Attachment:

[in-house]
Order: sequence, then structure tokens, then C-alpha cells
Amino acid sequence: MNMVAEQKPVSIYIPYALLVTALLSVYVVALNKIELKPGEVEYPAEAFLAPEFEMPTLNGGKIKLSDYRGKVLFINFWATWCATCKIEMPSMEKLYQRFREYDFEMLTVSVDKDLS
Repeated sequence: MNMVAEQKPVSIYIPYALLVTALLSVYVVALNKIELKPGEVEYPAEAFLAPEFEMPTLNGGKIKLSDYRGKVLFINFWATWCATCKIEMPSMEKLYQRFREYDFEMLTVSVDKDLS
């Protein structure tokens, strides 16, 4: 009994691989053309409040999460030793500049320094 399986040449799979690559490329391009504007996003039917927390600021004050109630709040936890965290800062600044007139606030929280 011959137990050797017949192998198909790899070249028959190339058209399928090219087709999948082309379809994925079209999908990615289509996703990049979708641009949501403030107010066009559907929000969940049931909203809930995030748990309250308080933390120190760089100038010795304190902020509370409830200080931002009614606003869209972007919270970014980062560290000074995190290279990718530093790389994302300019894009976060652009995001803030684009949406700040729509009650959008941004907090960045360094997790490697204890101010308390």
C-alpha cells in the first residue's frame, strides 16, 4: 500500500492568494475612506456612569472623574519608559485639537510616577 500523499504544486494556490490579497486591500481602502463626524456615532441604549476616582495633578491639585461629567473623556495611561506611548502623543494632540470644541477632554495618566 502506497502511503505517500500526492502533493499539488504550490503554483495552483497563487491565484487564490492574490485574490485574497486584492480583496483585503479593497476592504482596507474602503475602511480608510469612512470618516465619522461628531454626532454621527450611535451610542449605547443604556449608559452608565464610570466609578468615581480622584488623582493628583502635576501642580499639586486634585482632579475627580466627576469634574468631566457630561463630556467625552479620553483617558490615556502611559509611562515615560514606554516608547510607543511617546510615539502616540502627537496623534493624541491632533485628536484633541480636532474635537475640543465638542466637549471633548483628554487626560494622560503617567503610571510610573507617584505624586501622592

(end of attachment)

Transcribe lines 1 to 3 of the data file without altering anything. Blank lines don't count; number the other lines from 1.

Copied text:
[in-house]
Order: sequence, then structure tokens, then C-alpha cells
Amino acid sequence: MNMVAEQKPVSIYIPYALLVTALLSVYVVALNKIELKPGEVEYPAEAFLAPEFEMPTLNGGKIKLSDYRGKVLFINFWATWCATCKIEMPSMEKLYQRFREYDFEMLTVSVDKDLS